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were released, and after a splendid entertainment, how the emperor accompanied Huon and his train on their journey to his estates at Bourdeaux.
The Monk of Ramsay * has left a picture of an accom: plished knight among the Anglo-Saxons, in the following description of one of Edgar's favourites : “ His innate discretion, his noble faith, and approved vigour of body in warlike affairs, had obtained from the king much dignity and favour. He was distinguished for religion at home, and for the exercise of his strength and use of military dis.cipline abroad. He adorned the nobility which he derived from his birth by the grace of his manners : he was of a cheerful and pleasing countenance, of great gravity of mien, of courteous and fluent conversation. He was mild and sincere in his words, in the discharge of his duty impartial, in his affections discreet, with a heart resembling his face, constant in good faith, steady and devout, in council advising what was right, ending disputes by the equity of his judgments, revering the divine love in others, and persuading them to cultivate it.” Of Baldwin, the good count of Flanders, we have the following description : " Il avoit tousjours la crainte de Dieu devant ses yeux, qu'estoit la cause que jamais il ne commençoit rien que preallablement il n'eust invoqué son nom trèssainct. Il hantoit merveilleusement volontiers les eglises et ne passoit jour qu'il ne frequentast avec tout respect et diligence le service divin, sy avant toutesfois que les affaires plus urgents de son dommaine le luy permettoyent. Car il sçavoit que mesmes en l'expedition d'iceux il faisoit æuvre meritoir et tres agreable à Dieu t."
George Chastellain thus sums up the character of Philip the Good : “ N'avoit nulz serments en bouche, ne nulz vilz mots en usage, nulles injures envers autruy, ne d'autruy honte ramentevance : des bons parloit par faveur et des mauvais par compassion; traistable estoit et débonnaire à servir; oncques, je cuide, menterie ne lui partit des lèvres ; et estoit son scel sa bouche, et son dire léal comme or fin ; lui mesme estoit la perle des vaillans, et l'estoile de chevalerie ne oncques peur ne lui entra en
• Apud Gale III. 395.
reine. Estoit courtois à tous hommes; affable aux tous petits et aux grands, et aux femmes surtout; tousjours estoit un en manière, tel au vespre comme au matin ; non meu pour joye ne pour effroy troublé; constant en tout envoy de fortune, et asseur en tout péril ; servoit Dieu et le craignoit, fort dévot à Nostre-Dame, observoit jeunes ordinaires ; donnoit grandes aumosnes et en secret. Recueilloit estrangers et les honnoroit, et en toultes nations fist les largesses ; par diverses villes se communiquoit avec les bourgeois ; reclinoit en leurs maisons recreant; humain en tous lieux, et en tous cas bénigne et doux. Repudioit par argu en son derrain la noble et saincte dame sa femme, saincte chrestienne et dévote et chaste, grande aumosniere—dont je remetz à Dieu la cause. Son dehors apparoit tout bon ; son dedans prend en divin oeil et Dieu seul en peut juger et cognoistre. Ses claires singulières vertus ont esté données par singulière grâce; dont après les avoir conférees à tel homme, et à si grant nombre quant au corps, pitié seroit si l'ame en avoit carente par abus en ce monde ; non plaise à Dieu.”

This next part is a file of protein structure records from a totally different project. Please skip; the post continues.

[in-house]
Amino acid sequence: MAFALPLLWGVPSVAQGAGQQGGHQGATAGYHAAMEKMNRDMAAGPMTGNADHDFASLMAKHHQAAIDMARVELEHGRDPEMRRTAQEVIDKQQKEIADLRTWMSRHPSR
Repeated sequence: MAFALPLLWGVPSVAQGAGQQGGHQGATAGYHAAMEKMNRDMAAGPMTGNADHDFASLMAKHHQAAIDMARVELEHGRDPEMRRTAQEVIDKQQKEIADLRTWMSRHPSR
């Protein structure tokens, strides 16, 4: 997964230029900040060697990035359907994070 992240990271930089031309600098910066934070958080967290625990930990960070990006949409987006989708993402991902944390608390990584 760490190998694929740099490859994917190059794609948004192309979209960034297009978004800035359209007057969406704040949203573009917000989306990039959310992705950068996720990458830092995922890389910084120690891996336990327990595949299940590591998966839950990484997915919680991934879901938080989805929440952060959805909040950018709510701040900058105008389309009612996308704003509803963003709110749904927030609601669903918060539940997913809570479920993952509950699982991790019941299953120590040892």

Of Charles the Bold, in his youth, he says, “Estoit ce sembloit né en fer tant l'aimoit.” He was of
life from the fear of God, “ et estoit seigneur de soi-mesme. Naturellement il estoit léal et entier homme; veritable et ferme en son dire : aimoit honneur et craignoit Dieu.” His admirable address to Charles the Bold, is inserted in the CCXLIst chapter of his chronicle.
6 Vertu prend son mouvement en Dieu ; et au lieu dont elle meut, elle corone sa fin. Dieu doncques la guide et la gouverne, et Dieu a l'ail tousjours sur elle qui de vertu use. Requiers ly de son amour et dispose à sa grace. What a lively portrait of Frederic I. of his person
and his manners, is given by Rodericus ?—" His complexion always ruddy with youthful health often became deeply coloured through modesty and not through anger. Bellorum amator, sed ut per eo pax acquiratur. prompt in action, firm in council, open to compassion, and propitious to all who trusted in him. If you enquire his daily habits, before light, either alone or with a very small company, he used to go into the churches, and meet priests, whom he respected with such care that he furnished an example to all Italy of preserving honour and reverence
He was you choose.
for Bishops and clerks. In hunting, whether with horses or dogs, or hawks or other birds, he was second to no one. In shooting with the bow, he drew the string and let fly the arrow ; choose what he shall hit, he hits what
He was not stern and full of threats to his domestics, nor did he disdain to admit them to his council. He diligently examined the Scriptures and the deeds of the ancients: he distributed alms largely with his own hand.” This was that bold lion, as Henry de Blois styles him, whose majestic countenance and mighty arm had deterred wild beasts from destroying, had subdued rebels, had brought adventurers to peace, who after binding together Germany and Italy, intimidating its Northern and Sclavonian princes, and extending his renown over the East, came in the end to kiss the feet of the Pope, and to take up